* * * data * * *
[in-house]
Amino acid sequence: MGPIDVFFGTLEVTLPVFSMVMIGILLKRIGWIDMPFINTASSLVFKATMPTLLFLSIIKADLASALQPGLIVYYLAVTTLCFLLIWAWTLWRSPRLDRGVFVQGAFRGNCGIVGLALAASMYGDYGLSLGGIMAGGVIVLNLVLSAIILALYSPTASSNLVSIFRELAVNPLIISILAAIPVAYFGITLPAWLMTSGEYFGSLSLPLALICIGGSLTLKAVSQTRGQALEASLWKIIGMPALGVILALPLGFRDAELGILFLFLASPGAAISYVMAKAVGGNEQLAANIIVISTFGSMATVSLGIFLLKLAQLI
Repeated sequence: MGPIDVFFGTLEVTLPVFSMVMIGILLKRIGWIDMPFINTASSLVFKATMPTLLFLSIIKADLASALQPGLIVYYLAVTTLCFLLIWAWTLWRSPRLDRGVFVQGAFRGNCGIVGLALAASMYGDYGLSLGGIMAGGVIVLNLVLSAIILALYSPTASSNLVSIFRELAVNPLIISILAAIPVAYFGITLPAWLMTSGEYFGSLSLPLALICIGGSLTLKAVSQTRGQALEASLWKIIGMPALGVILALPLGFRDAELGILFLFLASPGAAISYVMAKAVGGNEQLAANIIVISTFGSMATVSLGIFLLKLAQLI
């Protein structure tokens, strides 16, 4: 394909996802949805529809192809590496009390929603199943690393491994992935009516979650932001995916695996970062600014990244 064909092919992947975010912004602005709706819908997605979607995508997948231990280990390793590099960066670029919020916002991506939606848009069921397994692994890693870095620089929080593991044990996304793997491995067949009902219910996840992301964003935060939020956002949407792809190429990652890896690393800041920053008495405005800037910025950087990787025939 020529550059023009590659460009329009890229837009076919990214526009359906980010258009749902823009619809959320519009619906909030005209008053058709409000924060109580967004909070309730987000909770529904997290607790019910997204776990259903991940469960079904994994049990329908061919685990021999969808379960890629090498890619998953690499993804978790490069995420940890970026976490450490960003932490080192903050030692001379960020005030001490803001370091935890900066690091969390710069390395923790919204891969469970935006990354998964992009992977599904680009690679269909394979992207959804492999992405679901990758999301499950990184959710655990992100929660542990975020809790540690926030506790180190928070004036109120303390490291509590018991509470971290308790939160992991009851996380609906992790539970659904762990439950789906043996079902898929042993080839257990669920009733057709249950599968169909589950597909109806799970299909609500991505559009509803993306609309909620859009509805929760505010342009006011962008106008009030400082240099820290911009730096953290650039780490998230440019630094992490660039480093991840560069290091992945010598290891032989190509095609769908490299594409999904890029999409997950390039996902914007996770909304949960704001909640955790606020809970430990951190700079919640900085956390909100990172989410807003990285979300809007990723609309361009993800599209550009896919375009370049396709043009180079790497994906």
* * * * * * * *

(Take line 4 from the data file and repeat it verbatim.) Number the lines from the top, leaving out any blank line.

């Protein structure tokens, strides 16, 4: 394909996802949805529809192809590496009390929603199943690393491994992935009516979650932001995916695996970062600014990244 064909092919992947975010912004602005709706819908997605979607995508997948231990280990390793590099960066670029919020916002991506939606848009069921397994692994890693870095620089929080593991044990996304793997491995067949009902219910996840992301964003935060939020956002949407792809190429990652890896690393800041920053008495405005800037910025950087990787025939 020529550059023009590659460009329009890229837009076919990214526009359906980010258009749902823009619809959320519009619906909030005209008053058709409000924060109580967004909070309730987000909770529904997290607790019910997204776990259903991940469960079904994994049990329908061919685990021999969808379960890629090498890619998953690499993804978790490069995420940890970026976490450490960003932490080192903050030692001379960020005030001490803001370091935890900066690091969390710069390395923790919204891969469970935006990354998964992009992977599904680009690679269909394979992207959804492999992405679901990758999301499950990184959710655990992100929660542990975020809790540690926030506790180190928070004036109120303390490291509590018991509470971290308790939160992991009851996380609906992790539970659904762990439950789906043996079902898929042993080839257990669920009733057709249950599968169909589950597909109806799970299909609500991505559009509803993306609309909620859009509805929760505010342009006011962008106008009030400082240099820290911009730096953290650039780490998230440019630094992490660039480093991840560069290091992945010598290891032989190509095609769908490299594409999904890029999409997950390039996902914007996770909304949960704001909640955790606020809970430990951190700079919640900085956390909100990172989410807003990285979300809007990723609309361009993800599209550009896919375009370049396709043009180079790497994906």